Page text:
Top 10 IPV6 Facts that every Network Engineer MUST Know

, September 8th 2019

Over the past 10 years, global adoption of IPV6 has grown from less than 1% to now more than 25% of all Internet traffic. The relevance of IPV6 to a network engineer's career is now higher than ever before. As such, enjoy today's post on our top 10 IPV6 facts that every Network Engineer must know.


Check out this great graph by Google on IPV6 adoption; adoption is rapidly on the rise. At the same time, however, a disproportionate amount of network engineers haven't exposed themselves to the technology yet.

For those who want to stand out, having a solid IPV6 skillset is certainly an option.


The primary motivation for the creation of IPV6 was the need for a larger address space.

An IPV4 address contains 32-bits of data which provides a maximum address space of 232 addresses - a little more than 4 billion addresses.

An IPV6 address, on the other hand, contains 128-bits of data which provides a whopping 2128 addresses. This is far greater than the number of stars in the universe. We can all confidently agree that we won't be running out anytime soon.

3. NAT in IPV6

The NAT protocol, Network Address Translation, was created to minimize wasted IPV4 addresses by aggregating many private IPV4 addresses to a single public address.

With IPV6, however, there is no danger of running out of addresses so NAT is no longer standard practice. It is still possible to configure in theory but isn't recommended - some people suggest that NAT offers security benefits but the reality is this wasn't what the protocol was created for and there are much better ways to secure a network than through NAT.

4. DHCPv6 and SLAAC

The IPV4 variant of DHCP will disappear in IPV6. Two options will take its place - it is yet to be determined which will gain dominant popularity.

  1. SLAAC - Stateless Address Autoconfiguration - In SLAAC, a host configures its IPV6 address by listening to Router Advertisement (RA) messages. The host will use the RA in junction with other data to allocate itself a unique address. The protocol is stateless as no device on the network tracks the list of configured addresses.
  2. DHCPv6 - This protocol is somewhat similar to the stateful IPV4 version of DHCP. Interestingly, SLAAC can also use DHCPv6 to obtain data for use in the self-allocation of a stateless address. So the DHCPv6 protocol may be used in both a stateful or stateless setup depending on the desired design.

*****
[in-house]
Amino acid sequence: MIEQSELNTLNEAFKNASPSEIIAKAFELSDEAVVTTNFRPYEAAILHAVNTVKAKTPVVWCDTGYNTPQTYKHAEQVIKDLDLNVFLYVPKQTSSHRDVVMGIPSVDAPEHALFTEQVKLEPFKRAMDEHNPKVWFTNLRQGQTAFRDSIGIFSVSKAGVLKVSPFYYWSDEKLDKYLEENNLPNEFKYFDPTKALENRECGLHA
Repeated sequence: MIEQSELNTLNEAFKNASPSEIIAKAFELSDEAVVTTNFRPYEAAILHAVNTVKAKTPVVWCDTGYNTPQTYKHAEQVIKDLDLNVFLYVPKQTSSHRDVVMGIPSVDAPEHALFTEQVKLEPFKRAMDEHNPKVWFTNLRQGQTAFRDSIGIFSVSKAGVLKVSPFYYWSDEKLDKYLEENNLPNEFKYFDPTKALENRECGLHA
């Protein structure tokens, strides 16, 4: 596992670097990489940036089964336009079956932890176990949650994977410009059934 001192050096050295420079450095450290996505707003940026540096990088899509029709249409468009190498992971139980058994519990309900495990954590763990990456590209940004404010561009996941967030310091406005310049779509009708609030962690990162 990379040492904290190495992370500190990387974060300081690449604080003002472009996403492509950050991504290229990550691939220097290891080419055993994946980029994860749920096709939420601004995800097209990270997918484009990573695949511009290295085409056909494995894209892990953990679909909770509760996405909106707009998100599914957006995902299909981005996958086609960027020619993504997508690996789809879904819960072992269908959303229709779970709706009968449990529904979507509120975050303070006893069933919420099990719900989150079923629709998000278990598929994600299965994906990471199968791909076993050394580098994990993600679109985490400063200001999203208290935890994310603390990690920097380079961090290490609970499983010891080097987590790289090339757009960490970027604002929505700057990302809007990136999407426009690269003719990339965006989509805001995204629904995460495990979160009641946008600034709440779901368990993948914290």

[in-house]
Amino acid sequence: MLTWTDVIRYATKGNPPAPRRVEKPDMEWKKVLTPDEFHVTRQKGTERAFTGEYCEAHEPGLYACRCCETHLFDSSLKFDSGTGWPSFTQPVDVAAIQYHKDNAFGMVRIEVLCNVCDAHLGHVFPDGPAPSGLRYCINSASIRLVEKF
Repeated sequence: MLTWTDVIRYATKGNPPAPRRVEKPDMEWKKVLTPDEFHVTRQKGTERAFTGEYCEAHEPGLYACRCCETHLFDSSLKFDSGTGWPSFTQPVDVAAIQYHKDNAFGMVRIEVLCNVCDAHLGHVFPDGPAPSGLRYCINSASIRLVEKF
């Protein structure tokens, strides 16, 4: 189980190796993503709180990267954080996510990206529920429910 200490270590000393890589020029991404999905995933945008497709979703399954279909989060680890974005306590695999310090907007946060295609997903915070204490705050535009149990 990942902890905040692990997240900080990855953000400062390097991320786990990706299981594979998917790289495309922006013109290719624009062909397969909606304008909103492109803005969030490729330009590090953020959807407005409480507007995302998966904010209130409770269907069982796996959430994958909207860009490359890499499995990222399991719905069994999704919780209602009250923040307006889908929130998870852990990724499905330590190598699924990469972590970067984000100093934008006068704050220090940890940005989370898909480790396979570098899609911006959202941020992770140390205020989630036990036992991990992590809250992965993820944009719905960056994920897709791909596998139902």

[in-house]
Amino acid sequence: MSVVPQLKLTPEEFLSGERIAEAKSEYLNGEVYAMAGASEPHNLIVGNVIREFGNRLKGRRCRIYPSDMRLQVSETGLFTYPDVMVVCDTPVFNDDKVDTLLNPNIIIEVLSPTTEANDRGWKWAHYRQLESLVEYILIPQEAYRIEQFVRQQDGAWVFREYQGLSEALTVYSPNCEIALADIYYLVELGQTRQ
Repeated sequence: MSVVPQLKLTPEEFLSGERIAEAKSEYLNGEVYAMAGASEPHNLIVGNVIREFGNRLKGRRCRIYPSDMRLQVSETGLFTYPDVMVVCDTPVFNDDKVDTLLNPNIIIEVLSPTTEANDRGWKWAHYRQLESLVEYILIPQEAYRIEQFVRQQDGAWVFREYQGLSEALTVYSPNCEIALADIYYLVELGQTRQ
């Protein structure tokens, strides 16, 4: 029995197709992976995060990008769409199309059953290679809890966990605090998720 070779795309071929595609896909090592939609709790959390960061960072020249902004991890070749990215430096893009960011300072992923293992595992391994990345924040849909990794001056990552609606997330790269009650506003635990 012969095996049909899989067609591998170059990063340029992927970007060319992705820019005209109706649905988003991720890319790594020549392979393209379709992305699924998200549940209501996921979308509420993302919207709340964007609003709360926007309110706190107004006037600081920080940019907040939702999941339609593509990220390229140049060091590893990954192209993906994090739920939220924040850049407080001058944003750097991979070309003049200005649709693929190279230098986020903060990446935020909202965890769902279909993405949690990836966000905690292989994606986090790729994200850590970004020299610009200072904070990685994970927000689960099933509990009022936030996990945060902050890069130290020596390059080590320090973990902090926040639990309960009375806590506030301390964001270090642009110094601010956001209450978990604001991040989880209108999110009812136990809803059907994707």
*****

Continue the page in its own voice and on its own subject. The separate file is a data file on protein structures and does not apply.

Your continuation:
The standard way to write an IPV4 address is to split the value into 4 octets and write each octet in decimal notation.

This method would not be concise enough for IPV6. As such, IPV6 uses hexadecimal notation with each "hextet" separated by a colon. A hextet is 16 bits wide which is double the size of an octet. An example of an IPV6 address is given below.



RFC 5952 recommends a shorthand format for writing IPV6 addresses. This makes addresses much more readable for humans. The notation rules are simple.

  • Leading zeros within each hextet are omitted.
  • Double colons are used to completely omit succeeding hextets with values of zero.

For example, we can write our earlier IPV6 address using the shorthand form below.



The most common loopback address in IPV4 is

For IPV6, the most common loopback address is shown below.


We can use our shorthand notation to write this address ultra concisely as shown below. It's even more concise than an IPV4 address!



In IPV4, the network portion of an address will vary in size. A subnet mask will describe the number of bits in an IP address that represent the network portion.

In IPV6, the network portion of an address is almost always 64 bits. This portion can be further broken down into two parts. The first 48 bits represent a global unicast address. The next 16 bits represent a subnet ID.


Anyone who has managed an IPV4 DNS server will be well acquainted with "A" records used for hostname resolution.

In the IPV6 world, DNS is still relevant but uses "AAAA" records instead of "A" records. These records are also known as Quad A records.


IPV6 is not inherently compatible with IPV4.

As such, technologies have been developed to create compatibility for the long migration period as the world moves to IPV6. Two such technologies are "Lightweight 4over6" and "NAT64".


Hopefully these IPV6 facts have helped your understanding of the fundamentals if you didn't know them already!

Finally, if you haven't heard of Ultra Config Generator, I would highly recommend you check it out. We designed the product to allow network engineers to generate and automate network configuration in a highly flexible, efficient and elegant manner. Our users love the application and I hope that you will too.

Take care until next time!

Ultra Config


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